It was then that the Sena stitched up an alliance with Sharad Pawar’s NCP (54) and Congress (44) and Uddhav Thackeray became the chief minister of Maharashtra.
Bitter words exchanged
The rivalry escalated on Sunday when Chief Minister Uddhav Thackeray while addressing party workers through virtual mode on the occasion of 96th birth anniversary of the party founder and his father, Balasaheb Thackeray, said, "Sena had wasted its time with BJP for 25 years. My only disappointment is that once upon a time, they were our friends. We nurtured them. As I said earlier, our 25 years in alliance with the BJP were wasted."
Stressing that Shiv Sena had not let go of its Hindutva stand, Thackeray said, "Shiv Sena pramukh had told us about Hindutva. We wanted power for Hindutva. What we are seeing now, the Hindutva that is practiced by these people (BJP), is only a pretense. Their Hindutva is for power. They are only wearing fake skin of Hindutva. People ask us whether we have left Hindutva. But we have left BJP and not Hindutva. BJP does not mean Hindutva".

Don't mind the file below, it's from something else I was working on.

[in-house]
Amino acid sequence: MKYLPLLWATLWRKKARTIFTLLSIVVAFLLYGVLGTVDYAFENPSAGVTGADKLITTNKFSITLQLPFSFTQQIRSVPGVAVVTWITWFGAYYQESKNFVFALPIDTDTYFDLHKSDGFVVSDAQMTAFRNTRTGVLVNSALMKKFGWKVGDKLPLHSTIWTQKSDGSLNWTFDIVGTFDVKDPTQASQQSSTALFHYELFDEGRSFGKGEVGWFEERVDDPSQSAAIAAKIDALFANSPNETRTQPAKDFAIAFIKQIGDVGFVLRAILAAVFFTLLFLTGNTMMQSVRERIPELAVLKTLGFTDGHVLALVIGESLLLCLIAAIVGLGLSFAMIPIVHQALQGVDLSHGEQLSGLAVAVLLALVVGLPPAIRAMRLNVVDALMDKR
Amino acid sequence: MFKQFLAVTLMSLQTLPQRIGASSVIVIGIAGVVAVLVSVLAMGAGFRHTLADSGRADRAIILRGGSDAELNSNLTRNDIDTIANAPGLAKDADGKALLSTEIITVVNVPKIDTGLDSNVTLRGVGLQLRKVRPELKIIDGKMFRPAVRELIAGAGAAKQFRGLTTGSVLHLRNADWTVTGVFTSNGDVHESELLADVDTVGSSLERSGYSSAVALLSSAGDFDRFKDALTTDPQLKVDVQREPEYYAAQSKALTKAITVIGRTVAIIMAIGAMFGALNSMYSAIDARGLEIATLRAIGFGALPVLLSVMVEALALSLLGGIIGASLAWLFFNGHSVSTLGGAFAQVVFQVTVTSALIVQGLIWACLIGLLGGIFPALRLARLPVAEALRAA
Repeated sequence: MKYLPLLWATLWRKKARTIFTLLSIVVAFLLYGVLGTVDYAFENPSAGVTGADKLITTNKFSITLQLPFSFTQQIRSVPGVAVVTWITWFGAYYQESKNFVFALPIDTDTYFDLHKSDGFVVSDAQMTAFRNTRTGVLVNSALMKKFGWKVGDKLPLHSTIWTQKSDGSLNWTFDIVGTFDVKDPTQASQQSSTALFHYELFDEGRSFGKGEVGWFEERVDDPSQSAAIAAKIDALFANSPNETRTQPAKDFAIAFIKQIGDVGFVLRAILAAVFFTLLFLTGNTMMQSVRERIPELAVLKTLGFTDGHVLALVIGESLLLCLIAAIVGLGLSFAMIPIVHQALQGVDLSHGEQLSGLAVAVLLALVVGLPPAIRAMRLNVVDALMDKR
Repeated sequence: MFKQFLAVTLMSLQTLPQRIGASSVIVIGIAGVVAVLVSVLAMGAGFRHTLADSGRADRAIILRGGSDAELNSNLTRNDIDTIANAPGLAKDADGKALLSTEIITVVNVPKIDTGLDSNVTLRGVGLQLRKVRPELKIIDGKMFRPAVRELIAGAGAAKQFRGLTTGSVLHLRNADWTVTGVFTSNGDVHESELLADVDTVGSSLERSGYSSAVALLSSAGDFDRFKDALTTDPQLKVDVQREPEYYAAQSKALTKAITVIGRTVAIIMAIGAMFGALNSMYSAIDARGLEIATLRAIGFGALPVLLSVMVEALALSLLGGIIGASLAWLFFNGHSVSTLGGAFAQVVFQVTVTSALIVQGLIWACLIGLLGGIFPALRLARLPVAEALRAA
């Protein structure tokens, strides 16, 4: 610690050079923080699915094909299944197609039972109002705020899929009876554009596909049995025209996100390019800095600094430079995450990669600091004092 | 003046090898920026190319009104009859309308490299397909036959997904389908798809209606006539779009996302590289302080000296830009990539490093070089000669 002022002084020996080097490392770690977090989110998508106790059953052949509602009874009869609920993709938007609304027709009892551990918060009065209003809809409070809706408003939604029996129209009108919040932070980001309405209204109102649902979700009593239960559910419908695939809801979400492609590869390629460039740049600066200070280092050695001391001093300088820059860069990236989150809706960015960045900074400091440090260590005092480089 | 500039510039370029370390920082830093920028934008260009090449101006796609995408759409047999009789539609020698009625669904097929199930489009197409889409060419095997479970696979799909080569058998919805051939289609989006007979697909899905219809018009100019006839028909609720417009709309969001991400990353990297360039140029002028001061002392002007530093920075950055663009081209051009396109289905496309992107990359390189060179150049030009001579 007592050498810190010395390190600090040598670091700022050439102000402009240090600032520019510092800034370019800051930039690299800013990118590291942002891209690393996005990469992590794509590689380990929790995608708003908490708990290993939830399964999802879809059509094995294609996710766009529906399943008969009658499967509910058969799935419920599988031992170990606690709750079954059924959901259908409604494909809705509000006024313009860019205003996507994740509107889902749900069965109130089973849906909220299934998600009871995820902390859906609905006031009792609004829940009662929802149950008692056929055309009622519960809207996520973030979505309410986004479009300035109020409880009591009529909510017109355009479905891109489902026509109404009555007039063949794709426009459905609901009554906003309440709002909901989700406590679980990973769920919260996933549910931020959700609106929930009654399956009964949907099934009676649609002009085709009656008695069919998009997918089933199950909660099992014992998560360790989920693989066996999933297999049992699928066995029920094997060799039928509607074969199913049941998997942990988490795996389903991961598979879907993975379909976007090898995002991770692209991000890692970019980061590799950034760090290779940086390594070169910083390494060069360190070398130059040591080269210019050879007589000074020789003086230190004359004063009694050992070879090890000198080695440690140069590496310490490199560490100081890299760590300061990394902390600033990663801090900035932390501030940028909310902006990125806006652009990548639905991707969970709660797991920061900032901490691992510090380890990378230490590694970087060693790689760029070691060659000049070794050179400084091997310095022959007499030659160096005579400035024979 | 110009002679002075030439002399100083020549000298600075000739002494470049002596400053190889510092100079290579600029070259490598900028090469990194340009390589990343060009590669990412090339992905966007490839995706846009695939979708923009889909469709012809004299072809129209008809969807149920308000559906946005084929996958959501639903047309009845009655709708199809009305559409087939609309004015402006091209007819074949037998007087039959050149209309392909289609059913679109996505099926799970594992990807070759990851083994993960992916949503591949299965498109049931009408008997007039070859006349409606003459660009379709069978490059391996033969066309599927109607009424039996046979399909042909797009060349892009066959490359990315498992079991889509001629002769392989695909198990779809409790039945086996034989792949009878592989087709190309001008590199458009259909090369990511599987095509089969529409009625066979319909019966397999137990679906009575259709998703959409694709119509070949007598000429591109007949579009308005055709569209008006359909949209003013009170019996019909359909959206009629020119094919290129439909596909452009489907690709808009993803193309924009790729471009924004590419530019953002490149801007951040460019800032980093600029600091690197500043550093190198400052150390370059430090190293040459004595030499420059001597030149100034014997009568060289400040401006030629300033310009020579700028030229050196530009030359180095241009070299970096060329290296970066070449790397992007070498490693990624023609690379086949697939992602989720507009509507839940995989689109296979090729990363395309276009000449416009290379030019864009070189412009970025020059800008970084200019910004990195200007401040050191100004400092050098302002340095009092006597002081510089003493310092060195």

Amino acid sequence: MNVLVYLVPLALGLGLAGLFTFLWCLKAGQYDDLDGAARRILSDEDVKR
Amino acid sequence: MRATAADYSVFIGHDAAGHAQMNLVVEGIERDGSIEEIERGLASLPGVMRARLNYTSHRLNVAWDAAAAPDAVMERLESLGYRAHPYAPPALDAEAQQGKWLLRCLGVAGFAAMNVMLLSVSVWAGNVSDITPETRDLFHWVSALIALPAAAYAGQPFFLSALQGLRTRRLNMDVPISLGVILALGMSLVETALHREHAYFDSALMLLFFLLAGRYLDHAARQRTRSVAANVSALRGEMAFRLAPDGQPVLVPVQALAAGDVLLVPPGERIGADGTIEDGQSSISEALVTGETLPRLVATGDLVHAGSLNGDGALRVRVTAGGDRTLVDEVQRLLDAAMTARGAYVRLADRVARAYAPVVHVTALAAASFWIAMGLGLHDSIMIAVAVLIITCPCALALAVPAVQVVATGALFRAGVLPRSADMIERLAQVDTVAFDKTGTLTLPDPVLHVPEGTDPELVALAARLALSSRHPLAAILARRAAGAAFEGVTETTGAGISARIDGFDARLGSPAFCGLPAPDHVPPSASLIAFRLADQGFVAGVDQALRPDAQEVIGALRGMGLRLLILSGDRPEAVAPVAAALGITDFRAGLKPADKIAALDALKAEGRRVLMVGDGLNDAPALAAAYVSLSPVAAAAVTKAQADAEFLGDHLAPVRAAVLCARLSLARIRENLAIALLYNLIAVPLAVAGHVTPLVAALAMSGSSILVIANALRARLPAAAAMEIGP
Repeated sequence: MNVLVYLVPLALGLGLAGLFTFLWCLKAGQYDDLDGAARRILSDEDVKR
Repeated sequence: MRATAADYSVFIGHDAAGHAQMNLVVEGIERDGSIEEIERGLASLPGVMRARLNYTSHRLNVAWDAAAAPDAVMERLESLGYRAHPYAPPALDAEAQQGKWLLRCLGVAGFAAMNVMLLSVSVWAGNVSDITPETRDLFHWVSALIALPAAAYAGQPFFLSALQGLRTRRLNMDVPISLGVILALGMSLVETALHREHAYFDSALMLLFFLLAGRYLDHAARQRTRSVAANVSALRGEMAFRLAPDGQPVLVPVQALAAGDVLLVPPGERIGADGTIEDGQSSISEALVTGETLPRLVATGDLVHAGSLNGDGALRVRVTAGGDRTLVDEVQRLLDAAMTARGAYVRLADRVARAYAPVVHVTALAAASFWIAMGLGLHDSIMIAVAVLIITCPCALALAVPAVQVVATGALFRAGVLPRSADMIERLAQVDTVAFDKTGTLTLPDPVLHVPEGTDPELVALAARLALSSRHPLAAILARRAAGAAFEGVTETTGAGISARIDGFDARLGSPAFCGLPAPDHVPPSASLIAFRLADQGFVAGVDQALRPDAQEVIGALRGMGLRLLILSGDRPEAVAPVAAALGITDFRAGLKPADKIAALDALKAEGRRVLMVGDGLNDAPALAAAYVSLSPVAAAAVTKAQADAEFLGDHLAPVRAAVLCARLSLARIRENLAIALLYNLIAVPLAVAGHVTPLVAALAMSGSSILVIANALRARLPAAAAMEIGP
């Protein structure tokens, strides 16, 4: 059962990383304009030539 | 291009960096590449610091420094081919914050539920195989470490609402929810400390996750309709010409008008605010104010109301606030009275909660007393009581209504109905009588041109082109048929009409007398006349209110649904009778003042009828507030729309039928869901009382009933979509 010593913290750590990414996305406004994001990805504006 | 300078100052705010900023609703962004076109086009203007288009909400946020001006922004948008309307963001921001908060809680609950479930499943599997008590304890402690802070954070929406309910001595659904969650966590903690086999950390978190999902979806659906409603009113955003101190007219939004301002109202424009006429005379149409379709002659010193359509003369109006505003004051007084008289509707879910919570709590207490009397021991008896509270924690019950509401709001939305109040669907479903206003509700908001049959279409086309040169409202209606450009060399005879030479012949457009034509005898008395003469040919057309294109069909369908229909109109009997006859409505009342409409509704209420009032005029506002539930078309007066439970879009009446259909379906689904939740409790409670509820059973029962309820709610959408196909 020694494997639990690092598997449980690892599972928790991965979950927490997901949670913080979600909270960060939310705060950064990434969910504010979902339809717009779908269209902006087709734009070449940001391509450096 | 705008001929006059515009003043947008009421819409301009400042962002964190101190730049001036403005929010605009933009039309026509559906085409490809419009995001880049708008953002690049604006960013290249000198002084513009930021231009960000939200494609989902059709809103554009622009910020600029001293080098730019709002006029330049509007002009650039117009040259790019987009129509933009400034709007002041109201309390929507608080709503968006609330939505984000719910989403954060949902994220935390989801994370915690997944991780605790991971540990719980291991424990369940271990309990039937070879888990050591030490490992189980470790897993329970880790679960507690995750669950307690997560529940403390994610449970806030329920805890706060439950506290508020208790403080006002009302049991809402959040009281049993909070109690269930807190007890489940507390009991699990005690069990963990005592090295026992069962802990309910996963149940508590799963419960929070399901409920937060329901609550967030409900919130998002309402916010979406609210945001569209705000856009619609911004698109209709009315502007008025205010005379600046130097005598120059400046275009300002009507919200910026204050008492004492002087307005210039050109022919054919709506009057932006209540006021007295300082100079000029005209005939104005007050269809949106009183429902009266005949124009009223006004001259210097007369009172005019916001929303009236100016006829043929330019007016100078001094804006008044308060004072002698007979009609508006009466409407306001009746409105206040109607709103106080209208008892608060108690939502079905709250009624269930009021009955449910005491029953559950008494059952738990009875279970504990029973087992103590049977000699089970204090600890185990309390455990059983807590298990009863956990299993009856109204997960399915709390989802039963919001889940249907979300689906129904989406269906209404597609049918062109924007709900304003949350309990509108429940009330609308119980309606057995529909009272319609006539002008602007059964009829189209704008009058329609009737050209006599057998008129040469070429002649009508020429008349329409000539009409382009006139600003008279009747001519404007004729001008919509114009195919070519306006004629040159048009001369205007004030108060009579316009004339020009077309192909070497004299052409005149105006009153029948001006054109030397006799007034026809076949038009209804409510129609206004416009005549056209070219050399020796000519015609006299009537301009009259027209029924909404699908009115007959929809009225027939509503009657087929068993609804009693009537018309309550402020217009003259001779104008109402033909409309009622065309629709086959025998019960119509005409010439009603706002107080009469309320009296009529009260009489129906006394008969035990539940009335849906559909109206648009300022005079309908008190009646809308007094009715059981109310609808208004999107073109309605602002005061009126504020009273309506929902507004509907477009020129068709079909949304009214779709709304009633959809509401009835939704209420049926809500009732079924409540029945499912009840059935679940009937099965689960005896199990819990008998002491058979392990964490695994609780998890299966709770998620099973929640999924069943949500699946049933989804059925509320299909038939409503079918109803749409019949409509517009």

He accused the BJP of forming alliances with regional parties only to get to power. “BJP's principle is use and throw policy. Remember the days when BJP candidates used to lose their deposits in elections? That time they needed us and that is why they got into alliance with regional parties, with us, Akali Dal and TMC. They took everybody together and Vajpayee formed the government. We supported them wholeheartedly. But now these neo-Hindutvavadis are using Hindutva only for their own benefits."